Tuesday, January 24, 2023

Wis profs rip WisGOP flat tax scheme

As Governor Evers gives his State of the State address tonight, and as a state budget season looms with several billions of dollars in the bank, the Republicans in the gerrymandered Legislature have revealed their plans for that surplus. They want to put in a flat income tax rate of 3.25% over the next 3 years, as a means of "giving the surplus back" to taxpayers.

With that in mind, retired Milwaukee Area Technical College professors Michael Rosen and Charlie Dee ripped the flat tax proposal as a in a Milwaukee Journal-Sentinel editorial this week. A main part of the criticism from Rosen and Dee comes from the reality that blowing all of the state's surplus on tax cuts would inevitably lead to a need to cut spending on services that are already underfunded.
According to the nonpartisan Legislative Fiscal Bureau, when fully implemented the flat tax would reduce the state’s revenue by $5.06 billion annually. For perspective, the UW System's share of general purpose revenue in 2023 is $1.3 billion. The Department of Corrections also receives $1.3 billion. The total of $2.6 billion is slightly more than half (51%) the total tax cut. To put it another way, you could eliminate all state funding for corrections and the UW system, and still need to cut another $2.46 billion in state spending to pay for the tax cut. 

A group of national economists analyzed Michels’ flat tax proposal in October and wrote that a 3.54% flat tax, “…would mean draconian cuts to state services including public safety, K-12 education, environmental protection, the University of Wisconsin and Technical College systems.” Yet LeMahieu’s proposal would slash even more from state revenue.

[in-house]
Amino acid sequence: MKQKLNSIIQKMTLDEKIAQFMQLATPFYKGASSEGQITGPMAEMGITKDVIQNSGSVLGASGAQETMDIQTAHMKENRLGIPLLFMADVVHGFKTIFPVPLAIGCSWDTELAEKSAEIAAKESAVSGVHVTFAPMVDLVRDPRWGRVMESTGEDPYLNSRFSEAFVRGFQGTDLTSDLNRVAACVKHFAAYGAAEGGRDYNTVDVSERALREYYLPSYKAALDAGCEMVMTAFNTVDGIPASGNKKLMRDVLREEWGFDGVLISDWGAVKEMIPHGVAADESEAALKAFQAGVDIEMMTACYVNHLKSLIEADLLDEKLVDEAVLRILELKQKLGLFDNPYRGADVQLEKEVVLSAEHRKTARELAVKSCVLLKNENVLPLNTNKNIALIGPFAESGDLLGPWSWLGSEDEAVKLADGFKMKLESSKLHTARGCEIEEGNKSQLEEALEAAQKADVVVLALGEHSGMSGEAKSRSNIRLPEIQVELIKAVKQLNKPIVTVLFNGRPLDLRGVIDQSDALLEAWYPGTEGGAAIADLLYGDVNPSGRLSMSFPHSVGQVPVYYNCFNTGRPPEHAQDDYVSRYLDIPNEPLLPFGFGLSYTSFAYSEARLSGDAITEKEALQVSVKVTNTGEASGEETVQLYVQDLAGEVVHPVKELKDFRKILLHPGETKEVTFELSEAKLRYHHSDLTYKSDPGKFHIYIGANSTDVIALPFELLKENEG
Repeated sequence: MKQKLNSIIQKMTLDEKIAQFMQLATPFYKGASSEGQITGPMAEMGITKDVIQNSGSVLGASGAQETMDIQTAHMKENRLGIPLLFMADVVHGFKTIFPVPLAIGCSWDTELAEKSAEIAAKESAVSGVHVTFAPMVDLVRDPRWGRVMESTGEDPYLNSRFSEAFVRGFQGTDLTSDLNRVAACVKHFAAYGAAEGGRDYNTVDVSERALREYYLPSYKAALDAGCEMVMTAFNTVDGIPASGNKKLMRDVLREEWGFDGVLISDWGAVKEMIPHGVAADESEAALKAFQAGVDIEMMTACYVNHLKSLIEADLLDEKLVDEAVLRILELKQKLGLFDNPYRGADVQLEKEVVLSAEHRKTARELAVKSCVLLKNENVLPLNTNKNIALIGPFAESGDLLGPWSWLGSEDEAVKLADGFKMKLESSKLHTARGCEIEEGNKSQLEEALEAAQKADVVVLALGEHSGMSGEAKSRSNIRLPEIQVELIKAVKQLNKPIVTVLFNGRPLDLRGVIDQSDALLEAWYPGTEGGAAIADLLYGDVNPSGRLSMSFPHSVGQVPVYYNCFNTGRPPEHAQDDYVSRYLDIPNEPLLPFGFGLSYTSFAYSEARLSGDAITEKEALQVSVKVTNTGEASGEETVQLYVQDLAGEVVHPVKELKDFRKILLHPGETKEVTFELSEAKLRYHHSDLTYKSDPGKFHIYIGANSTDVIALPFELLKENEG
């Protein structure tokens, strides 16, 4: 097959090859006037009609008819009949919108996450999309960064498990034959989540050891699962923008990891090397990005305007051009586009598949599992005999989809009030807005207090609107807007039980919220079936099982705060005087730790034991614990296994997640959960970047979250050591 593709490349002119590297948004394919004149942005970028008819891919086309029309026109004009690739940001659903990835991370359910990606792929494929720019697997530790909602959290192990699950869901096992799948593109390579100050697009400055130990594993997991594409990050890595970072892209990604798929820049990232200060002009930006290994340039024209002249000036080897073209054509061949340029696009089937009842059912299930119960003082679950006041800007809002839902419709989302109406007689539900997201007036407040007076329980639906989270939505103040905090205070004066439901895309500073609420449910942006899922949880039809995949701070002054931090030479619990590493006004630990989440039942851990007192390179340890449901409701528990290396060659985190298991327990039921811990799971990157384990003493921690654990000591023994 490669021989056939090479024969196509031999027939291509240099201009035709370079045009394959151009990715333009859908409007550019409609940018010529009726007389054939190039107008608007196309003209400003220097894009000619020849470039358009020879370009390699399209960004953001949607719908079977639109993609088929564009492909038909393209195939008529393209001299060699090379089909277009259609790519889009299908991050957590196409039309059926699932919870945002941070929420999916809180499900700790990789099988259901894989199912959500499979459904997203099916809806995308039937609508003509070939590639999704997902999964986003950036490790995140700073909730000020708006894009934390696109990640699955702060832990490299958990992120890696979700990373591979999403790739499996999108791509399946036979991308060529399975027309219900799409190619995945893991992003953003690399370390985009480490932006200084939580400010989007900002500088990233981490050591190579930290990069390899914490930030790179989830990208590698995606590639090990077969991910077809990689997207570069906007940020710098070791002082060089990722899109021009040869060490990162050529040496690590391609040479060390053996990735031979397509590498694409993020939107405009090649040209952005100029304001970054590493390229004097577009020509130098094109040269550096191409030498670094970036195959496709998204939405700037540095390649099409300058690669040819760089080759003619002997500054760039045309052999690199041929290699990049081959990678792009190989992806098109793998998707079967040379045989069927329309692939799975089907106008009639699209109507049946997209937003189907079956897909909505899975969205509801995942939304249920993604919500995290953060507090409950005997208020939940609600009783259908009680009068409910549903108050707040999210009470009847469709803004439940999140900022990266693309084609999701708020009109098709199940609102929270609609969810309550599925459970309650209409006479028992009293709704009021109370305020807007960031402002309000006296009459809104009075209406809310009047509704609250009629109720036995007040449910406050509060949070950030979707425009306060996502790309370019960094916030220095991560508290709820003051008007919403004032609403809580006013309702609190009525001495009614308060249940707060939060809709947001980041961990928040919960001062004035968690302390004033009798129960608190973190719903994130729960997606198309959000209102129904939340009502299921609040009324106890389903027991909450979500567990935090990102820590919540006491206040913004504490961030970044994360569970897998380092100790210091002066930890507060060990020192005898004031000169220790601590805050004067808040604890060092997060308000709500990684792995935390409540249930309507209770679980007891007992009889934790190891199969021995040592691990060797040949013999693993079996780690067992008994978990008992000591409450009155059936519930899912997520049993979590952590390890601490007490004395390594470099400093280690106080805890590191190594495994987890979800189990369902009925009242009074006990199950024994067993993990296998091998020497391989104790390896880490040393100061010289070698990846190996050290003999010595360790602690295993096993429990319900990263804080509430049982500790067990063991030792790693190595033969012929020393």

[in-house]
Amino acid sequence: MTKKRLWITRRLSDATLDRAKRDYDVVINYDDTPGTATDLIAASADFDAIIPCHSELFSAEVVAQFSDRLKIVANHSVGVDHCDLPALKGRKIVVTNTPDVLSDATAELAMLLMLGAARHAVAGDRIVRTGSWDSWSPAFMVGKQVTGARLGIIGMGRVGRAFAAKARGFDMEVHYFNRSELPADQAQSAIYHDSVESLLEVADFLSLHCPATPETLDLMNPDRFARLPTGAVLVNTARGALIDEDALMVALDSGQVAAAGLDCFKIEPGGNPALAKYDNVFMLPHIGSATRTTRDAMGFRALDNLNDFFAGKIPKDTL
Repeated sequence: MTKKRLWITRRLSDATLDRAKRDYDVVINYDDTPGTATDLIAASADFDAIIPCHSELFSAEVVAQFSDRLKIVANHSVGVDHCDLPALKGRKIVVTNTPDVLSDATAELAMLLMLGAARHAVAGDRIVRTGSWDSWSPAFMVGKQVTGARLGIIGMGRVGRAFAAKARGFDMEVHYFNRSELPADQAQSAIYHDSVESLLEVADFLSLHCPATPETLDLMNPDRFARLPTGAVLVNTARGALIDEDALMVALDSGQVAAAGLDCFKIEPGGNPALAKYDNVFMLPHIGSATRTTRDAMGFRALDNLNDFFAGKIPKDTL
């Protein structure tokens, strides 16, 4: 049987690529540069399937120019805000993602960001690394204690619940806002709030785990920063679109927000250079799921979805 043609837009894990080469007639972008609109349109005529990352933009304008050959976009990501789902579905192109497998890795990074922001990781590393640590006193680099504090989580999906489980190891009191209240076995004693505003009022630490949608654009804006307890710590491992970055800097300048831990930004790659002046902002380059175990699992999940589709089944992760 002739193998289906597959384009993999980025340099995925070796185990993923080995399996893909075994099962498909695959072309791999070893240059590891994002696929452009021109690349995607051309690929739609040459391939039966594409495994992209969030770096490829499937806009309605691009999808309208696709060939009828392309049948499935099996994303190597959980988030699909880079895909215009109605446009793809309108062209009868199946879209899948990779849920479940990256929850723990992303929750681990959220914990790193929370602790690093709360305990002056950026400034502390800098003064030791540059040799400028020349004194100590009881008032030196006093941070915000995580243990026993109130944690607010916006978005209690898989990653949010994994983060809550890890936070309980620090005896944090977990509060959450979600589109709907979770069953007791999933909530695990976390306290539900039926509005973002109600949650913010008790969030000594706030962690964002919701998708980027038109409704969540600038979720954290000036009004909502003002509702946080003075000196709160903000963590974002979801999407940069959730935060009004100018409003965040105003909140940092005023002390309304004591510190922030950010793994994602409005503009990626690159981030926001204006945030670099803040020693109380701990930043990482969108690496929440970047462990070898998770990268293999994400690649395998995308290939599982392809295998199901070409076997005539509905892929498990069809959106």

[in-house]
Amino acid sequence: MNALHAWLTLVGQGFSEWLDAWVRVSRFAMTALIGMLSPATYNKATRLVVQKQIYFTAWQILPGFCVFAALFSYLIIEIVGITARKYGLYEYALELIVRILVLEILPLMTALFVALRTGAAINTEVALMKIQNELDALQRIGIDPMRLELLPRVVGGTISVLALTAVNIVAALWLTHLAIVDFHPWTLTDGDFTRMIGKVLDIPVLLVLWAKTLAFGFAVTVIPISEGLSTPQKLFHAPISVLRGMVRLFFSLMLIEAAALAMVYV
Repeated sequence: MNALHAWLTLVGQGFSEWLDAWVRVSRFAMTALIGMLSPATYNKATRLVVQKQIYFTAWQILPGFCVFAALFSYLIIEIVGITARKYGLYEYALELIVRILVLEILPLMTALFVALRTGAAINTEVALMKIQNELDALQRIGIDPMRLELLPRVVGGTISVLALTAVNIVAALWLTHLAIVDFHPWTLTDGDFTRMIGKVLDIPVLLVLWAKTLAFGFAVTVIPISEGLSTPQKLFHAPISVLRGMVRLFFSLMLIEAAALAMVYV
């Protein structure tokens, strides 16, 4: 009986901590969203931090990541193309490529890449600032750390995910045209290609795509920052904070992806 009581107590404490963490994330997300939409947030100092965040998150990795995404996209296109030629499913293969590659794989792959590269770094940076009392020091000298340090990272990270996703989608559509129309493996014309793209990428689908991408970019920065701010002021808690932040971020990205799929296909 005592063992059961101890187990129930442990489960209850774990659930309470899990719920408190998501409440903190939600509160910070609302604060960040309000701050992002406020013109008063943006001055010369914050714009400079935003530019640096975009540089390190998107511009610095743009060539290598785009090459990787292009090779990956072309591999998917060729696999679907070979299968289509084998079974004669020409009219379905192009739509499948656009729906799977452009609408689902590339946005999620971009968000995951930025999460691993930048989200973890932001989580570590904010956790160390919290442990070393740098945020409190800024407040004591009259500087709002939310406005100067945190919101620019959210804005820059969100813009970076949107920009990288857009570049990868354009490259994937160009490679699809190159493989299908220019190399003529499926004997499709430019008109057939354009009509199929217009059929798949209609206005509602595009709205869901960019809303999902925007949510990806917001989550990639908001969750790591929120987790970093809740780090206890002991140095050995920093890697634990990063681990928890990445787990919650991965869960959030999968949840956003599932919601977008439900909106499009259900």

Rosen and Dee included this graphic that shows just how much of a hole the flat tax would blow in the budget every year by the time the flat tax is fully in place in 2026. You also can see just how much state spending would have to be cut to offset that.

Worse, Rosen and Dee point out that the flat tax won't do anything to increase Wisconsin's attractiveness to workers and families, and could well make things worse for most of us, and increase our demographic challenges.
Now flat-tax advocates make up all kinds of justifications for this boondoggle. One is that we need to lower the tax rate to keep people from leaving the state. This ignores the fact that seniors relocate for a variety of reasons, including to escape Wisconsin winters and to be closer to their children and grandchildren.

Think about how attractive Wisconsin will be to seniors or anybody else after our state has lacerated its spending on roads, education, public safety, clean water and air. Then raise your hand if you want to decimate our quality of life in an attempt to keep rich folks from relocating to Florida and Arizona.

Instead of repeated attempts to carry water for Wisconsin’s richest 1.4%, Republican politicians should focus on boosting the quality of our lives by improving our education systems and infrastructure while developing targeted policies to encourage entrepreneurship, rural development, and a more diversified economic base.
Marquette University economist Philip Rocco has also criticized the GOP's flat tax scheme, and says we should invest the billions of dollars into longer-lasting change that results in jobs and increases the state's economic competitiveness.

We have the resources to invest in a lot of things that Wisconsin has fallen behind on in the last 12 years, bring our human and physical infrastructure up to speed, and give our community schools and local governments a chance to preserve and expand their public safety and social services.

The last thing we should do is to use those funds for nothing beyond a massive tax giveaway to the rich, which won't have nearly the economic impact, and will make a whole lot of Wisconsinites worse off.

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